Climate Change

The Winter Olympics Have Been Slowly Melting

It's getting warmer just about everywhere, and the snow so many winter sports require is getting scarce.

The Winter Olympics Have Been Slowly Melting
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For athletes at the Winter Olympics, some of the stiffest competition doesn't come from their peers but from the shifting climate. As temperatures climb, it's getting harder and harder to conduct a Winter Games.

The list of places that stay cold enough to put on a comfortable Winter Olympics is shrinking. One assessment of recent host cities showed by the middle of this century, many would probably be too warm to host again.

Ski jumping venue for the Pyeongchang Olympic games.

The Pyeongchang Olympics Has A (Local) Ticket Selling Problem

Reports say with under 100 days before the Winter Olympics, South Korean organizers have only sold about 30 percent of the tickets they've wanted to.


And as the world warms, snow melts out from underneath training grounds and competition courses. During the 2010 Games in Vancouver, planners had to bring in snow by helicopter to give athletes enough to ski on. And during the 2014 Games in Sochi, it was so warm organizers had to put an Olympic swimming pool's worth of water into snow machines every hour to make sure there was enough to go around.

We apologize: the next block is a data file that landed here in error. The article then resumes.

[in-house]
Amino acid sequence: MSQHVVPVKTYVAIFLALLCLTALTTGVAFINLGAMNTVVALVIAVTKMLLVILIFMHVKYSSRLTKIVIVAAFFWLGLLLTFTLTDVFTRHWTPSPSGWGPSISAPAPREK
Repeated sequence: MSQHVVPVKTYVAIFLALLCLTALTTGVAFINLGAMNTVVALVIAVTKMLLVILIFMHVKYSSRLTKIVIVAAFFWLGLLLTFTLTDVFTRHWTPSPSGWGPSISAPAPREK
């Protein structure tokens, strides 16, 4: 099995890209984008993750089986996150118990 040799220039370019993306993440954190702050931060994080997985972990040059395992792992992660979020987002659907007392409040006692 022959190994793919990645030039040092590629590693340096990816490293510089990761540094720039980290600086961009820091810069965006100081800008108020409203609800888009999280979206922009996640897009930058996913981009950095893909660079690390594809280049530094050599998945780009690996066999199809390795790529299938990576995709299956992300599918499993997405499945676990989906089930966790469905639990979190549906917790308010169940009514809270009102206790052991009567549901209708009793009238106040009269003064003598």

The upcoming games in Pyeongchang, South Korea, are expected to be bitterly cold, which is good news for the snow. But as in previous years, organizers are keeping the climate in mind. They're raising money to offset the carbon costs of transporting athletes and visitors to the games.

Every little bit will help, because the snow trend is expected to continue. The skiing venues for the 2022 Beijing Games are said to see just 2 inches of natural snow every year.